With all branches cut below about ten feet in height, the trees feel manicured to a point more in line with being in a park or garden than a forest.

I share this simply because this trail is now a unique one (at least within Angeles National Forest) to walk through. It offers a trek between extremes of natural and man-made. The trimming and pruning make it feel more like a neighborhood park or garden than a forest, but the overall context and views feel like a forest. Views aren’t blocked by dense vegetation nor are they as open as the burn areas that were scorched to a point where virtually no leaves remain on any trees. There is a unique mixture of shade and view. The burned and/or dead vegetation forms a ground cover that is oddly uniform. The approximately ten-foot separation between the lowest branches and the forest floor feels somewhat architectural as if this space was built for humans, yet the spacing of the trees doesn’t feel that way. In short, this landscape is presently a mixture of odd juxtapositions with interesting characteristics.

A rare combination of shade and view created by the cutting of the lower limbs of all the trees still standing and the cutting down of the dead ones.

A rare combination of shade and view created by the cutting of the lower limbs of all the trees still standing and the cutting down of the dead ones.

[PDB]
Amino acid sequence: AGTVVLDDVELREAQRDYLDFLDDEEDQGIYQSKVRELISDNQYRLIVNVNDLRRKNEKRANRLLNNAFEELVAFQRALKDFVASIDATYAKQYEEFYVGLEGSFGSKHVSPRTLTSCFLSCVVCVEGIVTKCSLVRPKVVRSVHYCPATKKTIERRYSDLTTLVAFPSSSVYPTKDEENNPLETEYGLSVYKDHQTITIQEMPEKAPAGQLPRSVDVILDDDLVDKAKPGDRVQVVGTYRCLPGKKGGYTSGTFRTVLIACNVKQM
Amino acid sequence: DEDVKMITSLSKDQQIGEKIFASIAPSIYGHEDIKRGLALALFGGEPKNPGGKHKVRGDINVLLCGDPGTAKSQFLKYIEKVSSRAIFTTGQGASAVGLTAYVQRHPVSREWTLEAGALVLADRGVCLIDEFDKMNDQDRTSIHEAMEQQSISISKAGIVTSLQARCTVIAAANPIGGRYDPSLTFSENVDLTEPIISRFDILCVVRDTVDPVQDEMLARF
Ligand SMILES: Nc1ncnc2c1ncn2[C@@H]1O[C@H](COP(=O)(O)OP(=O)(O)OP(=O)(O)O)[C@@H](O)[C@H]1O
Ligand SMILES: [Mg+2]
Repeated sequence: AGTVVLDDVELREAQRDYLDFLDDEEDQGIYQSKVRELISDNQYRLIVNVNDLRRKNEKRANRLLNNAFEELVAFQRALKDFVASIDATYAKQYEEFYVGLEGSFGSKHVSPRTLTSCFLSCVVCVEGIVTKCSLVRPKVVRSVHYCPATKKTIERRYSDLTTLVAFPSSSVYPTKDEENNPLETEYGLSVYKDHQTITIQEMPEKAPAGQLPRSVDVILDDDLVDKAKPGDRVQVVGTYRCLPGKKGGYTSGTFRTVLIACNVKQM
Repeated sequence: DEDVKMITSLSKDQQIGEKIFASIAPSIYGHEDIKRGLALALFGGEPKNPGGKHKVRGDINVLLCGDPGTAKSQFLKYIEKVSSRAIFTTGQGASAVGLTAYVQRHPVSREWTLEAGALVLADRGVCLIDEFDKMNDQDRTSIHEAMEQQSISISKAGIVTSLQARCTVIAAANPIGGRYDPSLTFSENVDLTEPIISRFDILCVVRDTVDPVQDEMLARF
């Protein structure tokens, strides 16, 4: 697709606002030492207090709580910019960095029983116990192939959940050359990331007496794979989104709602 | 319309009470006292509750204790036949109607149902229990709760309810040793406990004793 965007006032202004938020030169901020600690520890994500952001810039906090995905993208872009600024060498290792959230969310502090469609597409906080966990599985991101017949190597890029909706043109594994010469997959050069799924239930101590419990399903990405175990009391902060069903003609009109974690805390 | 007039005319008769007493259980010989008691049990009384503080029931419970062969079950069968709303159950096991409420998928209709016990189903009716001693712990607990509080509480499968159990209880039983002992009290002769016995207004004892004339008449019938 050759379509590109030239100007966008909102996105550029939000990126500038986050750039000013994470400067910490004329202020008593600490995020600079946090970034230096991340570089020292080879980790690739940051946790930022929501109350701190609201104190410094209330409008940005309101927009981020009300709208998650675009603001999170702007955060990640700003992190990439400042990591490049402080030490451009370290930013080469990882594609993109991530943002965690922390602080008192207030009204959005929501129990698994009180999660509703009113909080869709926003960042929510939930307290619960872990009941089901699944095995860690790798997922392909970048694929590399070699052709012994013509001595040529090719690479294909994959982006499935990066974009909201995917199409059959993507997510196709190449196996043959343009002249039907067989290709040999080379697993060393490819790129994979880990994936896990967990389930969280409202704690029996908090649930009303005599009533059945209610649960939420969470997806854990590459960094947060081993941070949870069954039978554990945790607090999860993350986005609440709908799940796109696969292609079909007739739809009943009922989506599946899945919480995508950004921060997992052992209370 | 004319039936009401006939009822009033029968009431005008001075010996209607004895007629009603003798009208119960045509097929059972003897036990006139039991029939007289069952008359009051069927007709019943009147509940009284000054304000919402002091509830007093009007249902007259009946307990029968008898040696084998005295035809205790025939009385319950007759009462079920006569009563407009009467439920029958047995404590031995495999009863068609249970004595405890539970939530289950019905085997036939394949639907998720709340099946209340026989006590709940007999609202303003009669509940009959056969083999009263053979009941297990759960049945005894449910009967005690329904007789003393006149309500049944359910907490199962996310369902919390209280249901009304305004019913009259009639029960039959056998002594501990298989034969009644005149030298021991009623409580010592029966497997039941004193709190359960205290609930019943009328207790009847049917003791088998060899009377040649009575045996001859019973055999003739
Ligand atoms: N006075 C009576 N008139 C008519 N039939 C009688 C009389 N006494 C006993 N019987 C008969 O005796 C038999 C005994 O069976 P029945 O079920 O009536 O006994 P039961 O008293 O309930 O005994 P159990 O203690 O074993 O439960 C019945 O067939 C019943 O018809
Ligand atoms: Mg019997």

This experience highlighted for me the idea that those of us who are sharing our experiences in nature are also documenting the changes and developments that occur. With the current devastating California drought and the likelihood that climate change may forever change these places, I’ve decided to be more diligent in documenting the changes I’m noticing. I’ve added numerous additional photos to the existing photo gallery I have for this trail and I’ve added dates to the photos so anyone looking at them can track the changes. Over time, I’ll update all the photo galleries to this format and I’ll be more focused on adding new photos to existing galleries than I’ve been in the past.

NOTES:


  1. I followed the Gabrieleno Trail from Red Box to the Kenyon-Devore Trail which I took to Mt. Wilson. From Mt. Wilson, I followed the Kenyon-Devore Trail back to it’s lower crossing of Mt. Wilson Road and followed the road to Eaton Saddle. From Eaton Saddle, I followed Mt. Lowe Road through Mueller Tunnel and took the South San Gabriel Peak Trail to San Gabriel Peak. From San Gabriel Peak, I took the San Gabriel Peak Trail down to Mt. Wilson Road and followed that the short distance back to Red Box. A more direct and much shorter route would be to hike the San Gabriel Peak Trail to San Gabriel Peak or a shuttle hike from the San Gabriel Peak Trailhead to Eaton Saddle